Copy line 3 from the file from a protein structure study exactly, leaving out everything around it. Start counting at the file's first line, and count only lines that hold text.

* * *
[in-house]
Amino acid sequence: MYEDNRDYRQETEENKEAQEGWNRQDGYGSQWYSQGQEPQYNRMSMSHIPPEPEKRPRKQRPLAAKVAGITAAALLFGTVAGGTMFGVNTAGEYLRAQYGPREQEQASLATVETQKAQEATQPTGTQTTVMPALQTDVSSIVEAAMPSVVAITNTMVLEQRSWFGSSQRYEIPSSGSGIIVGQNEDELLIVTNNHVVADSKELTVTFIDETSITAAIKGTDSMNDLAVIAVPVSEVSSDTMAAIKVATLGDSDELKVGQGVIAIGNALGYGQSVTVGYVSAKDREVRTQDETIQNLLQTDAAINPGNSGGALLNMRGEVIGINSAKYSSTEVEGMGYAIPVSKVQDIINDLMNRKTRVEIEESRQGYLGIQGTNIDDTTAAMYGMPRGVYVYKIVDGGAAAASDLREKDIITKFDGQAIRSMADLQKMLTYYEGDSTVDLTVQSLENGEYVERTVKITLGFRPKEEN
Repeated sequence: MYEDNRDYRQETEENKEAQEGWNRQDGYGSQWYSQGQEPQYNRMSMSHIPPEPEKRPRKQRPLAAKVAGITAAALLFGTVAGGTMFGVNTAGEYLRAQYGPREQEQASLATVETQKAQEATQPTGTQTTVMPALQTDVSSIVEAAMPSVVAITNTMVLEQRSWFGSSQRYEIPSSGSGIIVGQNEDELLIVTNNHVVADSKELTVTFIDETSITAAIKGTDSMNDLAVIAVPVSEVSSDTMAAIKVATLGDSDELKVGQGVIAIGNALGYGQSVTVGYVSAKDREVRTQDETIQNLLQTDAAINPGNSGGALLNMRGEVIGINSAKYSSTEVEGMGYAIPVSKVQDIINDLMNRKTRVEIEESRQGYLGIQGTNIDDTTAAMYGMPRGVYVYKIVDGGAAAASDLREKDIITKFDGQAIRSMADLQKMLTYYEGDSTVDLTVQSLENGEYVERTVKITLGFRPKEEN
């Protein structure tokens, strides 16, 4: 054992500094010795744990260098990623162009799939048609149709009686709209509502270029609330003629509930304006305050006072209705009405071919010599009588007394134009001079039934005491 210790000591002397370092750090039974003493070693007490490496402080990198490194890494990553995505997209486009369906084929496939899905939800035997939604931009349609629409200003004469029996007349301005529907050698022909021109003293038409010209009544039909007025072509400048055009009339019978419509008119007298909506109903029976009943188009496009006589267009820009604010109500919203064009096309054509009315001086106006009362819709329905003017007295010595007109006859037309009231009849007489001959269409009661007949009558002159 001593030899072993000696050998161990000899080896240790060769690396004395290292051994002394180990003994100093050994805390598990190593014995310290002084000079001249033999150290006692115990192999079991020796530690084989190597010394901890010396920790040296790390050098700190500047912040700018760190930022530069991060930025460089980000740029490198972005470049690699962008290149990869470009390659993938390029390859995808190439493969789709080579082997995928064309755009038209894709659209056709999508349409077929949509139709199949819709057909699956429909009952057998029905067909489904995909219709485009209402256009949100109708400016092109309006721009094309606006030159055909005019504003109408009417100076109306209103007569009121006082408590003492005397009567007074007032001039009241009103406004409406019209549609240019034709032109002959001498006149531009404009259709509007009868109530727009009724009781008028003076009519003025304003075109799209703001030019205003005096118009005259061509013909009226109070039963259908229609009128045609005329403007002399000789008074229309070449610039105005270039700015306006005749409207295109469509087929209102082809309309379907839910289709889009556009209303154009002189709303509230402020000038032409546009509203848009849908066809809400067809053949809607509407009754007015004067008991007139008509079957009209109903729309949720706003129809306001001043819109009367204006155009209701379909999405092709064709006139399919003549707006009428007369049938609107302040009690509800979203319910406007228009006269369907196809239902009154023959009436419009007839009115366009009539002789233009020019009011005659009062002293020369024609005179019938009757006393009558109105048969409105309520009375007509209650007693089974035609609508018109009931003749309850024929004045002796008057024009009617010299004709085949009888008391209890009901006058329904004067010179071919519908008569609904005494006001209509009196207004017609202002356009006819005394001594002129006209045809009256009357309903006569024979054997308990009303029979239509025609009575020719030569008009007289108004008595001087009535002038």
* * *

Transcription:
Repeated sequence: MYEDNRDYRQETEENKEAQEGWNRQDGYGSQWYSQGQEPQYNRMSMSHIPPEPEKRPRKQRPLAAKVAGITAAALLFGTVAGGTMFGVNTAGEYLRAQYGPREQEQASLATVETQKAQEATQPTGTQTTVMPALQTDVSSIVEAAMPSVVAITNTMVLEQRSWFGSSQRYEIPSSGSGIIVGQNEDELLIVTNNHVVADSKELTVTFIDETSITAAIKGTDSMNDLAVIAVPVSEVSSDTMAAIKVATLGDSDELKVGQGVIAIGNALGYGQSVTVGYVSAKDREVRTQDETIQNLLQTDAAINPGNSGGALLNMRGEVIGINSAKYSSTEVEGMGYAIPVSKVQDIINDLMNRKTRVEIEESRQGYLGIQGTNIDDTTAAMYGMPRGVYVYKIVDGGAAAASDLREKDIITKFDGQAIRSMADLQKMLTYYEGDSTVDLTVQSLENGEYVERTVKITLGFRPKEEN